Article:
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Grupo de Fé

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Anatoly Shestakov
Anatoly Shestakov

Tex Willer 631 Pdf Download HOT!


In principle, any gene feature expected to be held (or avoided) in concert for disease genes can be used in this approach. However, given our concern for biasing predictions towards well-studied genes, we built an extensive set of >40,000 features with minimal preference for previously characterized genes. Genomic features were derived from publicly available genome-wide expression data, transcription factor binding information (both observed and predicted), phylogenetic profiles, protein domain organization, and predicted microRNA (miRNA) targets (Table 1). In most cases, preprocessing was required to generate useful predictors. For example, for microarray analysis, we automated downloading, normalization, clustering, and differential gene expression analysis for 1,437 human and murine microarray data sets obtained through the Gene Expression Omnibus (GEO) [23]. As a comparison to assess the impact of biased features on our predictions, we also downloaded GO annotations and used each of the 17,156 terms as descriptive features.




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Complete datasets corresponding to the GNF Body Atlas [55] and Neurocrine Tissue Atlases [56] were downloaded from GEO (GSE7307). The GNF atlas includes 158 microarrays corresponding to 79 different human tissue types (2 technical replicates). The Neurocrine atlas includes 676 microarrays corresponding to 65 human tissue types or cell lines (normal and/or diseased), from 10 donors (a total of 141 conditions were available - such as 'normal prostate' or 'diseased prostate'). Intensities for the GNF arrays were averaged across replicates. For each tissue atlas, the intensity corresponding to the 75th, 90th and 99th percentile across all tissues was identified. Only those probesets mapping uniquely to a single gene were considered, and for those genes mapping to multiple probesets, the probeset with the highest mean expression across all tissues was used. Each combination of percentile threshold and array was included as a single feature, with 1s and 0s assigned to genes whose expression exceeded or fell below the percentile cutoff, respectively. Imputation was performed for any genes not included on the microarrays.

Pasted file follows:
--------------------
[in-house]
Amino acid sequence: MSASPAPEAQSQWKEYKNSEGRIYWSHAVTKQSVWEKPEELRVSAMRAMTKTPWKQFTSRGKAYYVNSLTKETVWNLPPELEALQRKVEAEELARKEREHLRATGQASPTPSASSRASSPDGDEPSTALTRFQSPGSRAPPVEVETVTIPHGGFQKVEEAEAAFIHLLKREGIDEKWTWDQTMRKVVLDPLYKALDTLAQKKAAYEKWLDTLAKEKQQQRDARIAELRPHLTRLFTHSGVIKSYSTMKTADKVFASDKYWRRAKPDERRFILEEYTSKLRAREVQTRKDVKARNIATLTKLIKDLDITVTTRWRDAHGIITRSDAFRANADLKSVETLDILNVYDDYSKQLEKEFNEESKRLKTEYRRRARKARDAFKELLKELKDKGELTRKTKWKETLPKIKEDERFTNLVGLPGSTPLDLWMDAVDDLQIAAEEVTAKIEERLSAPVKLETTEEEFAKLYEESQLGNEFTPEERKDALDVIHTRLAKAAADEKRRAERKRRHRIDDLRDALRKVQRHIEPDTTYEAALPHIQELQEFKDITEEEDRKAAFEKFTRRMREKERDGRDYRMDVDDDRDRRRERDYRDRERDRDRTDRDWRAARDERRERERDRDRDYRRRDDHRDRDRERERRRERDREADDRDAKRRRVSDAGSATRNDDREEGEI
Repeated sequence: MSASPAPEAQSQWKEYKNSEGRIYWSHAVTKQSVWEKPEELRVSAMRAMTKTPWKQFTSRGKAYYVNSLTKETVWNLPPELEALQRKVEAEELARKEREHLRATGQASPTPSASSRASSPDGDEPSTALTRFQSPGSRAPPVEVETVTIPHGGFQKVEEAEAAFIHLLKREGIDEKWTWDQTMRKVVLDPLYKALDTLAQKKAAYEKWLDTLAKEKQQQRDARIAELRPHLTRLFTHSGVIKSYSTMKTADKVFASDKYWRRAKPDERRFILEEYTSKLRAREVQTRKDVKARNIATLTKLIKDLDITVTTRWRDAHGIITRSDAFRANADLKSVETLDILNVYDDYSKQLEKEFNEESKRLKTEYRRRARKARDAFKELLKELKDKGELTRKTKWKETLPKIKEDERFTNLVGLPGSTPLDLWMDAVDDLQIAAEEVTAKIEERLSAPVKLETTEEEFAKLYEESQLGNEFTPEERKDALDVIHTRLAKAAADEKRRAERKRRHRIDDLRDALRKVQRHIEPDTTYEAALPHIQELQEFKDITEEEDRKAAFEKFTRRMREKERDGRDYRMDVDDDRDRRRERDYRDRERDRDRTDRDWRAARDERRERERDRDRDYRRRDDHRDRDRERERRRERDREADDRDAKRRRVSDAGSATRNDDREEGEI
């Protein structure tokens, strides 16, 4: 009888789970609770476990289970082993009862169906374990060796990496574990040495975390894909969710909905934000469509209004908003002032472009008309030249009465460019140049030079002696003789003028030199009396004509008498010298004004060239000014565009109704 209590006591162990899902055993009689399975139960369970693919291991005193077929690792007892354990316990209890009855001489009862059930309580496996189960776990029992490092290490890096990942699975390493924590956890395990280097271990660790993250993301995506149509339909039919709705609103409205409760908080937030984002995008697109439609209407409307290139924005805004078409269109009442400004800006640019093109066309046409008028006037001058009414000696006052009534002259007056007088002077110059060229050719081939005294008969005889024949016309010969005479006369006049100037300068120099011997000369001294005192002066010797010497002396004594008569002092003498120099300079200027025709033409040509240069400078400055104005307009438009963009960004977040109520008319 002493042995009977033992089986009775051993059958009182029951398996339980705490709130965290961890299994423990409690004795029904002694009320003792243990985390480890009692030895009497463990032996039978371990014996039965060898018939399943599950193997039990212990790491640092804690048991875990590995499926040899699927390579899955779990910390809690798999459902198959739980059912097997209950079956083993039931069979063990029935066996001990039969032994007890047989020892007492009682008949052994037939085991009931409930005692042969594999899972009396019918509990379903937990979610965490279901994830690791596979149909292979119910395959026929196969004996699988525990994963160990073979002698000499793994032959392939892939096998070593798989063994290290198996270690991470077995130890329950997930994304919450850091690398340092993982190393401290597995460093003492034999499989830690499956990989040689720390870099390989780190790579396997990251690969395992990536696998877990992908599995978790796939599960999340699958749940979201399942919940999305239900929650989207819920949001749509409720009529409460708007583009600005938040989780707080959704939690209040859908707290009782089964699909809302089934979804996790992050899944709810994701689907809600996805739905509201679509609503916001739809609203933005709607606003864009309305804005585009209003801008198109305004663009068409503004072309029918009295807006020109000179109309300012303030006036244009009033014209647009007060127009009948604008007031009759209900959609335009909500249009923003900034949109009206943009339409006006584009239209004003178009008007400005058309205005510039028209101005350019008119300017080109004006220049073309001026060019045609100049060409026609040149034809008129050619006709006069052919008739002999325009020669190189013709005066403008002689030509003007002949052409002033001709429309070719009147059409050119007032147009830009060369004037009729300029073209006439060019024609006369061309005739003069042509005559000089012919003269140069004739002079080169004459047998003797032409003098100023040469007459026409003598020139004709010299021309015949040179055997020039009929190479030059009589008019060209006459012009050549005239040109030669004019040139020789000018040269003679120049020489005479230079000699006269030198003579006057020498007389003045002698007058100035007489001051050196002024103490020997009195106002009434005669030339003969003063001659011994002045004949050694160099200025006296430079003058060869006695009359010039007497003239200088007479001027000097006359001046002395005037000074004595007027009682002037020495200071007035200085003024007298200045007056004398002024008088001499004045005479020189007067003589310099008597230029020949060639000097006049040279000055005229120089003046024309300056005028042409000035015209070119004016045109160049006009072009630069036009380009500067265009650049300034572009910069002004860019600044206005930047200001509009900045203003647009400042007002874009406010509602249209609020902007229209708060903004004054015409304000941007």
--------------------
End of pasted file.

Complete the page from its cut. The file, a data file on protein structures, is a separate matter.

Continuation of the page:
We devised an automated approach to determine gene signatures for a large number of microarrays experiments deposited in GEO. First we identified all experiments performed on the two most commonly used microarray platforms: Affymetrix Human Genome U133A Plus 2.0 and Affymetrix Mouse Genome 430 2.0 Array. Next, for each experiment we downloaded all the corresponding microarrays, normalized them, and performed hierarchical clustering of samples using the hclust function in the R statistical framework [57]. We defined individual sample groups based on multiple cutpoints along the dendrogram (corresponding to tree heights of 0.975, 0.95, 0.925) and evaluated differentially expressed genes between groups using limma [53]. Features consisted of genes that were significantly changed (false discovery rate


A list of predicted TFBSs based on evolutionary conservation was downloaded from the ECRbase (Database of Evolutionary Conserved Regions) website [60]. The exact file used was tfbs_ecrs.hg18mm9.v102.txt. In this file, evolutionarily conserved sites were identified and mapped to transcription factors in the TRANSFAC v9.4 database [61]. Chromosomal positions provided by the authors were mapped to Refseq genes within 25 kb, and for each gene the number of each TFBS was tallied. Four discrete features were created for each TFBS, with a feature corresponding to whether a gene had 1, more than 1, more than 2, or more than 3 copies of the TFBS. Thus, a gene with five copies of a given TFBS would have 1s for all the above features while a gene with two copies would have a score of 1, 1, 0 and 0 for the four features, respectively. Since genes vary widely in the number of TFBSs, including these four different features of varying stringency increased the likelihood of having at least one informative feature for every TFBS (that is, not predominantly 1s or 0s for every gene).


The results of 691 individual ChIP-chip or ChIP-Seq experiments were downloaded from GEO [62] or the UCSC Genome Browser [63] and used to generate predictive features. Each binding site was mapped to all nearby genes (within 10 kb). Since genes could have one or more nearby binding sites, we determined the number of binding sites corresponding to the 75th, 90th and 99th percentile. Each cutoff was used to derive a separate feature.


Protein domain compositions were extracted from the file protein2ipr.dat downloaded from the Interpro web site [65]. For each protein domain, we generated a single feature corresponding to all proteins with one or more domains of that type. A total of 12,623 protein domains were included as features.


Phylogenetic profiles, consisting of the presence or absence of human gene orthologs in 49 other species, were downloaded from the Ensembl database [67]. Presence or absence of an ortholog in each species was used as a feature.


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